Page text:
Now here is the part that gets a bit tricky. Harris suggests that you often aren’t even aware of why you picked Tokyo, even if you have a story to tell, such as you had Japanese food last night. Even if that story did somehow influence your decision (though he goes on to say how bad we are at assessing such), “you still can’t explain why you remembered having Japanese food last night or why the memory had the effect that it did. Why didn’t it have the opposite effect?”

This point is extremely important here. Even if you remembered the Japanese food, why didn’t you think “Oh, I had Japanese food last night so I’ll choose something different from Tokyo” instead of perhaps “Oh, I had Japanese food so I’ll choose Tokyo”? The fact of the matter is, one of these were forced to the forefront of your consciousness, resulting in your decision. But the chances are you really don’t know why one did and not the other.

Harris goes on to say “The thing to notice is that, you as the conscious witness of your inner life, are not making these decisions. You can only witness these decisions.”
I wonder what he thinks that free will would feel like. To me, it seems quite consistent with free will to assume that part of your brain stores memories of food, and another part makes decisions, and that I am often unable to give a causally-deterministic explanation for my decisions.

Wednesday, March 25, 2015

The quantum artificial intelligence

Here is some silly quantum hype:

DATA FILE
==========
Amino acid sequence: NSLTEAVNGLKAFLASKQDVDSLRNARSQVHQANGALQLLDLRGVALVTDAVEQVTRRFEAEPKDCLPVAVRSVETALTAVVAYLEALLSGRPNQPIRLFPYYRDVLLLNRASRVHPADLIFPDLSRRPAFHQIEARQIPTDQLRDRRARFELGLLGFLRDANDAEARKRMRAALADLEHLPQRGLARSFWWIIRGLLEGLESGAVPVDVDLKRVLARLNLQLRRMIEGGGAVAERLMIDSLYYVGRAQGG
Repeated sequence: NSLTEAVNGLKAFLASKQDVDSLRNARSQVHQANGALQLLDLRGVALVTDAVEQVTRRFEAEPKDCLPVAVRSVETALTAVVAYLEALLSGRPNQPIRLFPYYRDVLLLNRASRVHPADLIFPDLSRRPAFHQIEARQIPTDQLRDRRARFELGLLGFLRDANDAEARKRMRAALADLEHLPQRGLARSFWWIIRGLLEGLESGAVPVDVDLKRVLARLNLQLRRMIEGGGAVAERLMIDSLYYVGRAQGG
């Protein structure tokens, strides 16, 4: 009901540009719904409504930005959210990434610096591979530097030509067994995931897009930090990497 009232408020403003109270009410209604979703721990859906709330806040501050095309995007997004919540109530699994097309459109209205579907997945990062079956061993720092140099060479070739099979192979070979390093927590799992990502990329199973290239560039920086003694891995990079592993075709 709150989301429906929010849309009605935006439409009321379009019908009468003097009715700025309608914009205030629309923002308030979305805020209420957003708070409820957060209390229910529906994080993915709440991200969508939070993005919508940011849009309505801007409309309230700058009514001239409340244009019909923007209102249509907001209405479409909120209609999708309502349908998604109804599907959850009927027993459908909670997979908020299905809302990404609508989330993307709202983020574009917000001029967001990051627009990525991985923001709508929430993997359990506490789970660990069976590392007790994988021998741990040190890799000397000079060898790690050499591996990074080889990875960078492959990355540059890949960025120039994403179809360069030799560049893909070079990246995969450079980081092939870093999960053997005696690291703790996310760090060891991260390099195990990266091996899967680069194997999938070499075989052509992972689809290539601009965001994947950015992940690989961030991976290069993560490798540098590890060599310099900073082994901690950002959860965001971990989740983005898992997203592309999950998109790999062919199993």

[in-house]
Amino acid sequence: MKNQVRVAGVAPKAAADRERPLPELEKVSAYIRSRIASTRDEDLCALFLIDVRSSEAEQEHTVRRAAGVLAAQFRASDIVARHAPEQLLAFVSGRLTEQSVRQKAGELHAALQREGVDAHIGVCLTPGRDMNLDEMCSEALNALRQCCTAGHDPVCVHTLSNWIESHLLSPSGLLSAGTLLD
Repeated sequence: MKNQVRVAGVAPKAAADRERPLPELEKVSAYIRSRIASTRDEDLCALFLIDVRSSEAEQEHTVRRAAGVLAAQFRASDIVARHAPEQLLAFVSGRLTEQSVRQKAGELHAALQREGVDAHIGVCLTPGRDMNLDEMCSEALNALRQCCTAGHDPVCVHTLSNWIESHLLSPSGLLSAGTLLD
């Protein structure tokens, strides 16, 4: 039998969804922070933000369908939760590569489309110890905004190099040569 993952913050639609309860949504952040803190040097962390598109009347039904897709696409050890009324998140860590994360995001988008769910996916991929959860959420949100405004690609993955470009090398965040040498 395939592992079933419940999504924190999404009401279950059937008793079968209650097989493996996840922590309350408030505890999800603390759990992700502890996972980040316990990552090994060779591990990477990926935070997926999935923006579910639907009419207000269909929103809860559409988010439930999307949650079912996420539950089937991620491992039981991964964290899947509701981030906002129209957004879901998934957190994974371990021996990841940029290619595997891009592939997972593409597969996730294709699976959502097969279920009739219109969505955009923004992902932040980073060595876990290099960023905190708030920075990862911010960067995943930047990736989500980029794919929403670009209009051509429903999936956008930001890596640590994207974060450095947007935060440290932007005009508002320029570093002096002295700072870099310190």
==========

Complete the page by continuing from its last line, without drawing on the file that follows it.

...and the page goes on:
Steve Wozniak maintained for a long time that true AI is relegated to the realm of science fiction. But recent advances in quantum computing have him reconsidering his stance.
Here is Here's How You Can Help Build a Quantum Computer:
Quantum computers—theoretical machines which can process certain large and difficult problems exponentially faster than classical computers—have been a mainstay of science fiction for decades. But actually building one has proven incredibly challenging.

A group of researchers at Aarhus University believes the secret to creating a quantum computer lies in understanding human cognition. So, they've built computer games to study us, first. ...

To build a quantum computer, researchers are first mapping human thoughts.
These would be some big advances in a field that has spent $100M just to discover that 15 = 3x5.

Peter Woit is back online, reporting more physics hype. He quotes Weinberg:
I am not a proponent of the idea that our Big Bang universe is just part of a larger multiverse.
Once other planets, stars, and galaxies were named, we had to have names for our planet, sun, and galaxy. I don't know the history, but I am guessing that it took a while for a term like "our Milky Way galaxy" to catch on.

So now we have the term "our Big Bang universe" to distinguish our universe from all the other universes. None of those other universes have names, as they cannot be observed. But we can name our universe, and cosmologists seem to be moving away from the idea that "universe" means everything.

The term "our Big Bang universe" suggests that it includes Earth and everything we see going back to the Big Bang, and everything emanating forward in time, but nothing before the Big Bang, and nothing that is so separated from us that relativity precludes any interaction with us.

Tuesday, March 24, 2015

Testing relativistic mass

Yesterday's Astronomy Cast Ep. 370: The Kaufmann–Bucherer–Neumann Experiments covered:
One of the most amazing implications of Einstein’s relativity is the fact that the inertial mass of an object depends on its velocity. That sounds like a difficult thing to test, but that’s exactly what happened through a series of experiments performed by Kaufmann, Bucherer, Neumann and others.